ARLINGTON, VA (May 11, 2010) - Advancement in the treatment of cocaine overdoses and a new defense in the fight against HIV are just two examples of the groundbreaking research that will be unveiled at the American Association of Pharmaceutical Scientists' (AAPS) National Biotechnology Conference (NBC). The conference takes place Sunday, May 16 -Thursday, May 20 at the Hilton San Francisco Union Square in San Francisco, Calif.
A Possible Treatment for Cocaine Addiction
Researchers from the University of Kentucky have discovered high-activity mutants of human butyrylcholinesterase (BChE) that have potential value in the development of anti-cocaine medication. The ideal treatment accelerates cocaine metabolism by producing biologically inactive metabolites via a route similar to the primary cocaine-metabolizing pathway.
"Cocaine addiction and overdose are well-known public health problems; there is no FDA (Food and Drug Administration)-approved medication specifically for cocaine abuse treatment," said Chang-Guo Zhan, Ph.D., research team leader and professor of pharmaceutical sciences at Kentucky. "In this research, we aim to design and discover an efficient cocaine hydrolase, which can be used for therapeutic treatment of cocaine overdose, and we have discovered one by engineering BChE."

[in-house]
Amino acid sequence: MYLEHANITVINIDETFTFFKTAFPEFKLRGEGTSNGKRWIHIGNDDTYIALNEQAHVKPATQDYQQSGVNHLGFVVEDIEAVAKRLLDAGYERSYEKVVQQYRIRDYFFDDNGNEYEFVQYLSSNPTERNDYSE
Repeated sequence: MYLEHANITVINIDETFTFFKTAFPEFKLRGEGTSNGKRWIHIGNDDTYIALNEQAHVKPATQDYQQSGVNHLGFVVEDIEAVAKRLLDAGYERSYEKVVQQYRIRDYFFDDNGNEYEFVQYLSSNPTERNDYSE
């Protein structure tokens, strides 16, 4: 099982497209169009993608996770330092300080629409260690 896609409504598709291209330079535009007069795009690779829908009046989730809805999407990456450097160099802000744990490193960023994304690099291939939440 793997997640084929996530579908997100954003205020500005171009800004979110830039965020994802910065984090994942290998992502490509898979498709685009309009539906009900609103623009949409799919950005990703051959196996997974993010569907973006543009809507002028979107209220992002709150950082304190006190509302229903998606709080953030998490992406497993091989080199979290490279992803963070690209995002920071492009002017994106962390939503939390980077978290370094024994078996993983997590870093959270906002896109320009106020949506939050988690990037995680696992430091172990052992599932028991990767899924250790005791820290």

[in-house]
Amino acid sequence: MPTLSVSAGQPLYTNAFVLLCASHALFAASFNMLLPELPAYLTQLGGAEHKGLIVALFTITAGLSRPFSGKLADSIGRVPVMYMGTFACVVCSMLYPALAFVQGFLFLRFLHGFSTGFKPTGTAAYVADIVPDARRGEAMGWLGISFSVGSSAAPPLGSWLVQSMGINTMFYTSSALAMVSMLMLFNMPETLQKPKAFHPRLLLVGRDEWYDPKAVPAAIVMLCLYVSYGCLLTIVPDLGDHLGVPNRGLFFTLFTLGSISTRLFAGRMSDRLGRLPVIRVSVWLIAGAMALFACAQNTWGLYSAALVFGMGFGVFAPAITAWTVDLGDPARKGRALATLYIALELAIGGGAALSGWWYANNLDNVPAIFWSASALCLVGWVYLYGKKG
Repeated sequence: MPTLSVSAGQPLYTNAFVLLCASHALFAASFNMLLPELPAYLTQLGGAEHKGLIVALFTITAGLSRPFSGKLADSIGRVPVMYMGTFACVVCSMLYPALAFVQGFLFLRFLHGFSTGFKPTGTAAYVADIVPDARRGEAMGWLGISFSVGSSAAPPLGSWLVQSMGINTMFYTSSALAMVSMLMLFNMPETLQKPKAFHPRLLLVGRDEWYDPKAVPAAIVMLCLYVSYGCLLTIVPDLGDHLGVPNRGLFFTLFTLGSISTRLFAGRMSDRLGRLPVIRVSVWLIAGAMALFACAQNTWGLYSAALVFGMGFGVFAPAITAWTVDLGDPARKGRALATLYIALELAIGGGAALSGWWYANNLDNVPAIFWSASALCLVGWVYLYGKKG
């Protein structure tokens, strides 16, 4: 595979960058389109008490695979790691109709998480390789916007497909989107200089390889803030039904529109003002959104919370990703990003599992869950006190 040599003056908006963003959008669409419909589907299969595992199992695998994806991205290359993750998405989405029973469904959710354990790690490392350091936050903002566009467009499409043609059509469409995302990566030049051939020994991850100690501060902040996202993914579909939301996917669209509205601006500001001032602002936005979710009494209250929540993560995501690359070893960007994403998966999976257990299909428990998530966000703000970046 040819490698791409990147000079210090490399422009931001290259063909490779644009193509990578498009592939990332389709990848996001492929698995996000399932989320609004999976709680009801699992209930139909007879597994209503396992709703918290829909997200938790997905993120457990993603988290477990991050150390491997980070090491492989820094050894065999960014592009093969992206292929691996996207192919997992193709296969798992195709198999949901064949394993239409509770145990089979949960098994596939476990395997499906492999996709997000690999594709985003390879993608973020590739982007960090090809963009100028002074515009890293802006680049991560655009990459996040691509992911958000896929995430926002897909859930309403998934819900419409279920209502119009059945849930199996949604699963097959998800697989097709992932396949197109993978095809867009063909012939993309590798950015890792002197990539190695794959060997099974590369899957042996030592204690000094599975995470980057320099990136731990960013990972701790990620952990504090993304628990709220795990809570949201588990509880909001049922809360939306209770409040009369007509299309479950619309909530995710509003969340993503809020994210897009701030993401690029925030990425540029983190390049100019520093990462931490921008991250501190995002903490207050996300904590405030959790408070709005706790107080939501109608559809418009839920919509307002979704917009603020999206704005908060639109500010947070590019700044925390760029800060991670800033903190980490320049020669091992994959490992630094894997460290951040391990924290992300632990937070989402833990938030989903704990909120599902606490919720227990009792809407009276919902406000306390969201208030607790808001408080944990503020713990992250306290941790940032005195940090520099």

The design has been successfully tested in mice. Zhan will present this research during the Sunrise Session on "Computational Approaches to Protein Drug Discovery and Development," from 7 a.m. to 8 a.m. on Tuesday, May 18, and at the Roundtable Session on "Rational Design of Protein Drug Stabilization," from 10:30 a.m. to 12:00 p.m. on Wednesday, May 19.
Developing Countries See Hope in the Battle against HIV
The possibility for a microbiocide-based HIV prevention measure holds particular promise for developing countries, particularly in sub-Saharan Africa, where the number of people living with HIV, as of 2008, was 22.4 million according to a report by the Joint United Nations Programme on HIV/AIDS and the World Health Organization . Microbiocides gives women, particularly in patriarchal societies, a level of confidence and control when it comes to contraception use; this particular microbiocide would be a dissolving film as opposed to microbiocides that require a plastic applicator, which makes for more discreet usage and less waste.
These studies and other novel research will be presented during a week of educational programming devoted to advancing health through biotherapeutics. Conference programming consists of a Plenary Session, symposia, roundtables, posters, hot topics, and concludes with two short courses. Additionally, the Exposition Hall will be hosting over 100 companies.
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